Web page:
Every homeowner association relies on permanent signs to point the way and improve behavior. A directory and map sign guides guests, vendors and ambulances to member homes. Entry signs establish a community's identity and theme. "No Parking" signs warn of dire consequences. Pet signs remind of neighborly responsibility.
Regardless of the message, HOA signs should be attractive, noticeable and few. Many HOAs establish a size, placement, number and color standard for signs. Some even require that real estate "For Sale" and "For Rent" signs conform to the standards.
Temporary signs come in the form of "Garage Sale," "For Sale," "For Rent," "Pet Lost," political and special event signs. Political signs, in particular, multiply like rabbits when left unchecked and the HOA landscape can quickly be festooned with them. While the HOA has the right to control member-placed signs, an outright ban would usually raise a hue and cry of "Free Speech."
It's best to lay out reasonable criteria such as: The number of signs should be limited to two per home and should not exceed 18" x 24" in size. The signs should not be placed in the common area but in the window. They must be removed promptly when the event has taken place (sold, rented, election or event held, etc.). Political signs can be displayed no earlier than 30 days prior to the election or vote.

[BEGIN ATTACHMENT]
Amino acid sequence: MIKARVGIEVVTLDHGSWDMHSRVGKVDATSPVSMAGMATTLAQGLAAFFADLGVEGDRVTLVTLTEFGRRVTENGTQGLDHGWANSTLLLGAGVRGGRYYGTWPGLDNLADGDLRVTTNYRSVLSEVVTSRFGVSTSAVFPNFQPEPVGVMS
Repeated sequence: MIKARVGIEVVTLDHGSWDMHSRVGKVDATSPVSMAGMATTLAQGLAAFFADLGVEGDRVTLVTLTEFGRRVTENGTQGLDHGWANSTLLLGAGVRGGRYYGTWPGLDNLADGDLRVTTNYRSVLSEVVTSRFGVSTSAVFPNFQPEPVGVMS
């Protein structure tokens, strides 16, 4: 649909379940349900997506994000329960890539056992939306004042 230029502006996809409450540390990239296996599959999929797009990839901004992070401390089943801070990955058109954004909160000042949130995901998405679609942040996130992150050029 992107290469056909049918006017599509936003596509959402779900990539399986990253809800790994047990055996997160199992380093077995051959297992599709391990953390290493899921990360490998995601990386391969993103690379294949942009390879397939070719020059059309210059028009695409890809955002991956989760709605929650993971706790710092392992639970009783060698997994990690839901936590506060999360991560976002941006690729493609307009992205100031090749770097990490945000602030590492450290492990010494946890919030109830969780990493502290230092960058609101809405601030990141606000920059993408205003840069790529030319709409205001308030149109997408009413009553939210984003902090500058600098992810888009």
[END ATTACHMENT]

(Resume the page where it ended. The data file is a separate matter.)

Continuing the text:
The HOA can also use temporary signs to raise awareness. Posting signs relating to security awareness, speeding vehicles and pet patrolling can often be more effective when temporary and moved around to different locations. Permanent signs tend to fade into the landscape.
Older HOAs tend to accumulate signs that have outlived their usefulness, have become dilapidated or both. Why not survey the neighborhood and see how many should go away? Curb appeal is fundamental to market value so this is one way the HOA can safeguard member asset values. Clearly defining HOA signage will help maintain an uncluttered and manicured look.
For a sample Sign Policy, see Policy Samples.